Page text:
Since 2009, this blog, among other personal projects, was hosted on a VM on Rackspace. The $20 per month I was paying finally got to me, and I decided to migrate it to a new host. I selected Google Cloud Run. To do that, I needed to repackage the site into a Docker Container and migrate the domain.
Previously, I ran the Jekyll commands to build the site and manually uploaded them to the VM with SCP. I thought, if I’m going to migrate to a cloud native, containerized platform I should also replace the old-school techniques that I was using for build/release.
All of the code for this site, including the build/deploy process, is on Github.
Step 1 - Containerize the Build
The old way:
# deploy.sh bundle exec jekyll build scp -r _site/* firstname.lastname@example.org:/vweb/konrness.com/docs/
The new way:
# build.sh export JEKYLL_VERSION=2.5.3 docker run --rm \ --volume="$PWD:/srv/jekyll" \ -it jekyll/jekyll:$JEKYLL_VERSION \ jekyll build
The benefits of containerizing the build process is that I no longer need to maintain a local Ruby installation and mess around with managing dependencies. Everything is built into the jekyll/jekyll Docker image and self-contained. When I’m done building, the container dies and nothing hangs around.
The result of this build is a new
_site folder which is the static contents of the generated site, including directories, static assets (JS, CSS, fonts, etc.) and HTML files.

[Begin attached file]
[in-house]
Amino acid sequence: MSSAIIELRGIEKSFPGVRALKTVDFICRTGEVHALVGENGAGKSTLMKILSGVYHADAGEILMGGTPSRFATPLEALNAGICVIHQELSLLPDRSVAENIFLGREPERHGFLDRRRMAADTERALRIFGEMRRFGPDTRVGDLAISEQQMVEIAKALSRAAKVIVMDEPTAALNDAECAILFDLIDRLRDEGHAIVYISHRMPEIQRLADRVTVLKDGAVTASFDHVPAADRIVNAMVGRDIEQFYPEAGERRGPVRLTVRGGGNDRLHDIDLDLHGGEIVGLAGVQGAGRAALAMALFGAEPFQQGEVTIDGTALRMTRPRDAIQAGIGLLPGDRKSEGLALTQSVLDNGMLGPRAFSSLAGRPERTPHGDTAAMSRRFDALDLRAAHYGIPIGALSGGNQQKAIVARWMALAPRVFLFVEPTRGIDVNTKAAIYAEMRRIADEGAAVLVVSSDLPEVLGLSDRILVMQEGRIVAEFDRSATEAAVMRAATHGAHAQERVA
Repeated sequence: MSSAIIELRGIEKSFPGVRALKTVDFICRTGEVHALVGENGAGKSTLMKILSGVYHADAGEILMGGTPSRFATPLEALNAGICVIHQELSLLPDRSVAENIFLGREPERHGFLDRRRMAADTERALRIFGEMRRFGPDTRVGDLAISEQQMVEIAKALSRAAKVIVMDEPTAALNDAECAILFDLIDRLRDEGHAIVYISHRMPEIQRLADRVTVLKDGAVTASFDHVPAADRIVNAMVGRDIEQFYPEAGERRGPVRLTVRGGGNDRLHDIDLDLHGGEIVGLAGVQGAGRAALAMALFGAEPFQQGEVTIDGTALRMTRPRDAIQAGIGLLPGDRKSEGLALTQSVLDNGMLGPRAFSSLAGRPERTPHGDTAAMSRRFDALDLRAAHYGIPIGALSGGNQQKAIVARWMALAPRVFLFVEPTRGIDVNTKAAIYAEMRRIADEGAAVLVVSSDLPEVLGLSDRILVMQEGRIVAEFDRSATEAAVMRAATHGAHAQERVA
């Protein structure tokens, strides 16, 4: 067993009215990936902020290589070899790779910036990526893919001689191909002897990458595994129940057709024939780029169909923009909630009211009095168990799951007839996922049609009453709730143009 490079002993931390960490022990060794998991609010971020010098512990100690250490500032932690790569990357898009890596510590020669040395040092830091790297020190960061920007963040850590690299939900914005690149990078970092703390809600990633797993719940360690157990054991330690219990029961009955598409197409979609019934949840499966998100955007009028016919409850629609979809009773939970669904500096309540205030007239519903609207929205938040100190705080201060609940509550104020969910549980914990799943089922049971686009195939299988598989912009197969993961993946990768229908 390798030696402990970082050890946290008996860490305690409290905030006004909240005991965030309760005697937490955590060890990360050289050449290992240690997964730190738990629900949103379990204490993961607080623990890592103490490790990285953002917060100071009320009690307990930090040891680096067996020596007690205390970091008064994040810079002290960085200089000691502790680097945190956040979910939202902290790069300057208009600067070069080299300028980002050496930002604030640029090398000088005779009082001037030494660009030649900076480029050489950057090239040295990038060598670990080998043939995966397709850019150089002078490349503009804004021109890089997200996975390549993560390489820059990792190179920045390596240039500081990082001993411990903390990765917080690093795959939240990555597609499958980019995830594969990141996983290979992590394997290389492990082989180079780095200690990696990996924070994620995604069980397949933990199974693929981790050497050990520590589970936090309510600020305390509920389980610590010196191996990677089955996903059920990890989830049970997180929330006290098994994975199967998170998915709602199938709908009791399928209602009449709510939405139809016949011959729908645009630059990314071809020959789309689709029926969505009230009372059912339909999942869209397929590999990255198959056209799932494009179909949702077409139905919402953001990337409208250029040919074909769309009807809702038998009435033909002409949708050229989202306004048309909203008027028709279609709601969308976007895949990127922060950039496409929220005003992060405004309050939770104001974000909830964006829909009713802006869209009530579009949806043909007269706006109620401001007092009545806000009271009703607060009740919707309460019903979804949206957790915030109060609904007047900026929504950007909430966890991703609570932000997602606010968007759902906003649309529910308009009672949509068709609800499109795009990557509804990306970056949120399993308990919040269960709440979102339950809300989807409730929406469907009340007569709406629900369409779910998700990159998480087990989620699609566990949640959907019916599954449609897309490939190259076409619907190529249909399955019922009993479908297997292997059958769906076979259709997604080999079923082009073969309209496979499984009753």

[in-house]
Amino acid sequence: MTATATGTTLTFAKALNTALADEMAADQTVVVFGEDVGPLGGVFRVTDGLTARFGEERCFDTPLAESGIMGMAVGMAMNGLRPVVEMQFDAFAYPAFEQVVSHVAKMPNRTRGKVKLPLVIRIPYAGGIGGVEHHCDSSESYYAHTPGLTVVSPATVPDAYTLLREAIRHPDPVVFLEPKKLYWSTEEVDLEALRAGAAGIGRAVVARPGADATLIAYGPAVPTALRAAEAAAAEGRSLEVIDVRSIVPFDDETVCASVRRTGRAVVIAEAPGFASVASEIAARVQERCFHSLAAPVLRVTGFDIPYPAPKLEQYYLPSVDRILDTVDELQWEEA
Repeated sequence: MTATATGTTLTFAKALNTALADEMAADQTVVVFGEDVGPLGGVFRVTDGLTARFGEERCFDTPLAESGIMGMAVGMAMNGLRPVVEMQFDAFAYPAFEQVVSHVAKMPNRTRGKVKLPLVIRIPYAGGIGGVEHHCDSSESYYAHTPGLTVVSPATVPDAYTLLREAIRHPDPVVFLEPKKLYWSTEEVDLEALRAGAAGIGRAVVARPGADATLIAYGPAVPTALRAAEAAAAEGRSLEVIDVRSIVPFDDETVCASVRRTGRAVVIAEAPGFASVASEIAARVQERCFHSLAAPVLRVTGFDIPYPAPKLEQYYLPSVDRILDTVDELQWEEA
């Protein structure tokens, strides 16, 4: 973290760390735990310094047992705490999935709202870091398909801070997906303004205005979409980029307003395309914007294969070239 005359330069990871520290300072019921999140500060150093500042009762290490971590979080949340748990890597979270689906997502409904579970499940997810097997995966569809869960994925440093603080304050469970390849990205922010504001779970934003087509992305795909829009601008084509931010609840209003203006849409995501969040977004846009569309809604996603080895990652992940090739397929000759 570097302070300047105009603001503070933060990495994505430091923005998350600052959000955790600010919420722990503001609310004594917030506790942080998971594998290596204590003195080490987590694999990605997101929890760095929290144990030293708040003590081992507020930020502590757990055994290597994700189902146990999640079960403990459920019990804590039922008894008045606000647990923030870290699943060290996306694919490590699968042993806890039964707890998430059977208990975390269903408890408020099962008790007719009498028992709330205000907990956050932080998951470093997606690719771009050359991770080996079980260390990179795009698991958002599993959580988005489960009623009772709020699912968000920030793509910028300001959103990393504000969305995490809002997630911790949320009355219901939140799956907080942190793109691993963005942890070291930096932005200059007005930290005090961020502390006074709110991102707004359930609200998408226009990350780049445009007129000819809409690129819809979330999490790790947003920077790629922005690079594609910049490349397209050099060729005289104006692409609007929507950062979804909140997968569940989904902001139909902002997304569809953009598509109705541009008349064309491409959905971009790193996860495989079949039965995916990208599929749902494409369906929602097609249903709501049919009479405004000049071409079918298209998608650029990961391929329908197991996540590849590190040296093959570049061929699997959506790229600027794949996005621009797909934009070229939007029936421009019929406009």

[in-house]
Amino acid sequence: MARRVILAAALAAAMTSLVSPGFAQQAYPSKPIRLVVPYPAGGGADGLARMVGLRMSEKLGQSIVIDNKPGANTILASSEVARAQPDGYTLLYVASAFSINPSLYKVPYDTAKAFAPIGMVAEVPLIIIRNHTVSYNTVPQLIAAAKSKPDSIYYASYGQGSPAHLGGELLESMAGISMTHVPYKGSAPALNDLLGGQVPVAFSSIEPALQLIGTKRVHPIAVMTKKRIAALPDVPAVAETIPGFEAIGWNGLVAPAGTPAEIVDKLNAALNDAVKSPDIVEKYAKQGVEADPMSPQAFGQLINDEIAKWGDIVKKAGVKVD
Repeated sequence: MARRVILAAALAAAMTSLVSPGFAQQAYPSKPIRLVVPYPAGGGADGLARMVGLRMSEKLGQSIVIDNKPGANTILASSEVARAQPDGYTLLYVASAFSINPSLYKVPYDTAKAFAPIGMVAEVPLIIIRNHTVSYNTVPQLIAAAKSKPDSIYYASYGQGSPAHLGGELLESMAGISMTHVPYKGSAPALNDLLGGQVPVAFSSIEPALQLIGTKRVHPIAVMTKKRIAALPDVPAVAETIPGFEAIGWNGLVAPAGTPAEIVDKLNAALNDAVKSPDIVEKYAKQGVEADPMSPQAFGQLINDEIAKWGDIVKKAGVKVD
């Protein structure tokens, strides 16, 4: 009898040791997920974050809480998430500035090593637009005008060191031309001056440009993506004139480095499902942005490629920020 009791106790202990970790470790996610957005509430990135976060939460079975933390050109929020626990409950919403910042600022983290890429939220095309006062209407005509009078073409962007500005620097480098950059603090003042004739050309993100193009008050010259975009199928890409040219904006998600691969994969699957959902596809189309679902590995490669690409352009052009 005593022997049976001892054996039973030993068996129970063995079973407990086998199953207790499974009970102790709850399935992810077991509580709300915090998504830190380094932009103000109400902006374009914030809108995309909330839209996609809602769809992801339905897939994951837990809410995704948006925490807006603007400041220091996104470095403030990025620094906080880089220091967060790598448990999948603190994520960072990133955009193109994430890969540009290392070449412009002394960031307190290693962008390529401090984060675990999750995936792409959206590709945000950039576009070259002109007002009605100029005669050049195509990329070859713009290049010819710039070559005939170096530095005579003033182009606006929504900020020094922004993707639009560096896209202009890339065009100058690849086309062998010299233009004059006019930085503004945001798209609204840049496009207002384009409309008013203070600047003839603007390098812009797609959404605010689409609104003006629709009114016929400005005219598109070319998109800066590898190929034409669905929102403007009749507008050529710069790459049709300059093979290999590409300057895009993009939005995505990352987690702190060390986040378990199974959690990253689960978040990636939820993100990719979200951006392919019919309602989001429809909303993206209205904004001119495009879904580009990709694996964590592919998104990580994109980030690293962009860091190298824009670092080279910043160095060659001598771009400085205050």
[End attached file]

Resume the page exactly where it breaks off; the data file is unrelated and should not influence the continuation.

Step 2 - Create a deployable artifact
Now that I have the site generated, the second step of the
build.sh script packages the code into a Docker container.
# build.sh (continued) docker build -t konrness/konrness.com .
Since the site is entirely static, I am using the
nginx:alpine Docker image to deliver the site.
The Dockerfile is as simple as:
# Dockerfile FROM nginx:alpine COPY _site /usr/share/nginx/html
This copies the static site from
_site into the default web directory for the
I can then run this Docker container locally to preview and test the site.
# run.sh docker run -p 8080:80 -it konrness/konrness.com
Step 3 - Publish to Docker Hub
Once I have validated locally that the Docker image I have created is ready for release, I tag and push to Docker Hub and GCP Container Registry.
# release.sh timestamp=$(date +%y.%-m.%-d) echo Tagging version $timestamp docker tag konrness/konrness.com konrness/konrness.com:$timestamp echo Pushing tag: $timestamp docker push konrness/konrness.com:$timestamp echo Pushing tag: latest docker push konrness/konrness.com:latest echo Pruning... docker system prune -f
The tag to be deployed is versioned based on the date. For instance, the tag I push on April 16th, 2021 would be named
konrness/konrness.com:21.4.16. I push the tag to both Docker Hub as well as my personal Google Cloud Platform Container Registry because I am hosting the site on GCP Cloud Run, and Cloud Run does not support pulling Docker images from Docker Hub.
Step 4 - Deploy to Cloud Run
The last step of the
release.sh script is to deploy to Cloud Run.
# release.sh (continued) echo Deploying to Cloud Run gcloud run deploy konrness-com --image gcr.io/personal-sites-310123/konrness.com:$timestamp --region us-central1 --platform managed
Easy as that.
This build and release process is currently entirely scripted, and only run on my local workstation. In a future iteration of this, I plan to implement a CI/CD solution that will automate the process for me. I’ll link to that here, when I get to it.